Searching in the dark basement, crouching under the low ceiling, they find nothing. The cellar door, small and carved into the dirt wall, remains unseen. Your sister, soothed in your mother's arms, remains silent. The men walk up the stairs and back into the dark night.

Sydney Kim, 15
and grandmother Qinzhen Mao, 84, New Jersey

As her father's boat swayed from side to side in the waves, my grandmother huddled inside, just as restless. She tossed and turned as she tried to sleep, crammed next to her ten siblings. The small cabin was too hot and noisy; but it was the impending threat to their lives that kept my grandmother up. The next morning, the view of the shore would change, as her father steered them away from the march of the Japanese Imperial Army.

When she was eight, my grandmother witnessed the Invasion of Nanking during Japan's attack on China in World War II. No one should have paid any attention to her humble village; but because it was near the city, soldiers surged toward it like an avalanche. Her father, afraid of a burning house and a slaughtered family, snuck all eleven of his children onto a small fishing boat to escape the occupation.

They had a week's supply of food. One week became one month, which became six. Each day, my grandmother woke up to an unsteady deck that lurched underfoot, threatening to send her overboard.

Living on the boat was uneventful yet uneasy. There was nowhere to go and nothing to do except fret over supplies, watch for soldiers, and hope. But my grandmother learned how to live in such conditions, talking in whispers and surviving on scraps.

When COVID-19 shut down Shanghai over seventy years later, my grandmother drew strength from her childhood experiences. The limited food, the confinement, and the uncertainty felt like déjà vu. But just as she survived the invasion, she endured quarantine, passing along stories of patience and steadiness to me over the phone.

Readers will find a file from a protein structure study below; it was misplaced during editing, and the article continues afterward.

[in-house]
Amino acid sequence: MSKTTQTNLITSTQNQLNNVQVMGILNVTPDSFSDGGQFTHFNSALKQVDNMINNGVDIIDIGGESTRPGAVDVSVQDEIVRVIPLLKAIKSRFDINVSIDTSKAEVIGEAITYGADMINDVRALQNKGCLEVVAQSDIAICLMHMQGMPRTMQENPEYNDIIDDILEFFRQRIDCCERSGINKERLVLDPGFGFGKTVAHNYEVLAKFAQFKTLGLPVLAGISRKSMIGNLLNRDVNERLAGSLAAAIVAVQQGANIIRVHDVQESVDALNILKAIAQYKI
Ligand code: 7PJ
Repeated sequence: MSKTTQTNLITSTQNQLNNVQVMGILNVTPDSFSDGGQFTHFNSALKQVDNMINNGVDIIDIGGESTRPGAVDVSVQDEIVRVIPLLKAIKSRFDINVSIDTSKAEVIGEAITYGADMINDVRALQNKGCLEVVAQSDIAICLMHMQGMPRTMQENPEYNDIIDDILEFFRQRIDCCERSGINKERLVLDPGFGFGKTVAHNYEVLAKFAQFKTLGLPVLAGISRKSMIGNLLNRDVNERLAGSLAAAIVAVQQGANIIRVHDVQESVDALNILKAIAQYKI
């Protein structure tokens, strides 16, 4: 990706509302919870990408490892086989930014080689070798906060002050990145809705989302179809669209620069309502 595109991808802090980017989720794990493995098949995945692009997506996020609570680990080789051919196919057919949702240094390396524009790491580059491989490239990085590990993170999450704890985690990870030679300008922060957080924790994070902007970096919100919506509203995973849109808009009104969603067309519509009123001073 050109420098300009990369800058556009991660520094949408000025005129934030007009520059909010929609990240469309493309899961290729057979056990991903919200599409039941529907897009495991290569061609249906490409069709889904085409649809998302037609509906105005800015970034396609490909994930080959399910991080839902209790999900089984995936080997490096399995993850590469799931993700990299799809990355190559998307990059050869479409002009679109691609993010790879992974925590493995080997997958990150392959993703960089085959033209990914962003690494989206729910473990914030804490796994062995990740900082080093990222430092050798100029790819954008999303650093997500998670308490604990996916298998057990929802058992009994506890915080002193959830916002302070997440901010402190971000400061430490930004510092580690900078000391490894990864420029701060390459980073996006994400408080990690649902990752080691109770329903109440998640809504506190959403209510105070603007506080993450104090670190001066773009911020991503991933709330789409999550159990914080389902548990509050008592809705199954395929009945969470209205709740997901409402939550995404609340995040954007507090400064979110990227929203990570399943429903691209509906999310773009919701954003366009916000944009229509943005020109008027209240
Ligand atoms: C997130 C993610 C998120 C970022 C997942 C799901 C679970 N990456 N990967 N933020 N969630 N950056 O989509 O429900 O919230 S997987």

Life always tries to knock you off your feet. The important thing is to learn how to adjust and keep your balance.

Yonah Arroyo, 12
and grandfather John Novak, 67, Tennessee

In an old town in Illinois, where you could hear the roosters crow in the morning, lived a boy. He had the same routine every day. He'd go to school, come back at night, eat dinner, and go to bed. One day on the way to school, he heard some music. But he wasn't really into music, so he just kept going in his same routine.

The next day when he was walking to school, he heard the music again. This time he looked over the fence. He saw a boy his age playing the saxophone.

When he got to school, he went to class and imagined being a professional saxophonist. When he got home, he asked his parents to buy him a saxophone. But they said no, because he didn't know how to play one.

The next day he went to music class and asked his teacher if he was allowed to practice on a saxophone after school. He practiced for four years.

After the four years, he was really good. His parents decided to buy him a saxophone. He practiced for a couple more years. When he graduated college, he joined a band and moved away. He played on boats, in parades, and he even played at a couple of weddings. All of that led him back to Illinois where he got married, and started playing for churches.

He looks back and sees how a saxophone changed his life – from being just a boy going to school, to graduating college and becoming a professional saxophonist.

Toby Lu, 15
and grandfriend Chris Zhang, 63, British Columbia

"Help with the dishes," Mr. Chris said firmly.

"Help with the dishes?" I replied, stunned. "That's your advice for my life?"

As a child, Chris wasn't like most other kids. He lost his mother to cancer when he was ten, and was left alone with his father, who was usually away from home. The only light on the horizon was visiting his dear grandma every summer at her small Okanagan property in Eastern BC. The smell of dirt and animals filled the air every day. He loved chasing the ducks and swimming in the lily-covered pond behind the farmhouse. But he also saw the impoverished life his grandma lived, and it broke his heart.

Every year he pledged to buy her a nice house after graduating from university. She would always answer, "Christopher, success begins with doing the small things. The big things will follow. How about a little help with the dishes?"